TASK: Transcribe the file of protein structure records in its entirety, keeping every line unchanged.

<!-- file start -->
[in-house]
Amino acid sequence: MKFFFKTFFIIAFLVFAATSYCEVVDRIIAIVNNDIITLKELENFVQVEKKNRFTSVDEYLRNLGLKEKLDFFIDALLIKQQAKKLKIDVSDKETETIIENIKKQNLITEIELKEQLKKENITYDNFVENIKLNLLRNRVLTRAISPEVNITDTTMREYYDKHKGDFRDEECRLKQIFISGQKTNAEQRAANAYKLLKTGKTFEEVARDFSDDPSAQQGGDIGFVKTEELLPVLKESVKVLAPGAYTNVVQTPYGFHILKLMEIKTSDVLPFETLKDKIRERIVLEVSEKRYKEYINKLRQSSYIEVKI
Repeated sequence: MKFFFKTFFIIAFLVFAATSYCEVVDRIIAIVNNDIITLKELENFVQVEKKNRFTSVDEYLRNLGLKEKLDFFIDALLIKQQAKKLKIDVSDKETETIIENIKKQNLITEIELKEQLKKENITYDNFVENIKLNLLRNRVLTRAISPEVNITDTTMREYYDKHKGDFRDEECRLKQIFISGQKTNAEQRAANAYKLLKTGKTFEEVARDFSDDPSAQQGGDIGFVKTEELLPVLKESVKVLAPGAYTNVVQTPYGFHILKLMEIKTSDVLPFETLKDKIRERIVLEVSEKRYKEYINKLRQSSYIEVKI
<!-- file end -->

[in-house]
Amino acid sequence: MKFFFKTFFIIAFLVFAATSYCEVVDRIIAIVNNDIITLKELENFVQVEKKNRFTSVDEYLRNLGLKEKLDFFIDALLIKQQAKKLKIDVSDKETETIIENIKKQNLITEIELKEQLKKENITYDNFVENIKLNLLRNRVLTRAISPEVNITDTTMREYYDKHKGDFRDEECRLKQIFISGQKTNAEQRAANAYKLLKTGKTFEEVARDFSDDPSAQQGGDIGFVKTEELLPVLKESVKVLAPGAYTNVVQTPYGFHILKLMEIKTSDVLPFETLKDKIRERIVLEVSEKRYKEYINKLRQSSYIEVKI
Repeated sequence: MKFFFKTFFIIAFLVFAATSYCEVVDRIIAIVNNDIITLKELENFVQVEKKNRFTSVDEYLRNLGLKEKLDFFIDALLIKQQAKKLKIDVSDKETETIIENIKKQNLITEIELKEQLKKENITYDNFVENIKLNLLRNRVLTRAISPEVNITDTTMREYYDKHKGDFRDEECRLKQIFISGQKTNAEQRAANAYKLLKTGKTFEEVARDFSDDPSAQQGGDIGFVKTEELLPVLKESVKVLAPGAYTNVVQTPYGFHILKLMEIKTSDVLPFETLKDKIRERIVLEVSEKRYKEYINKLRQSSYIEVKI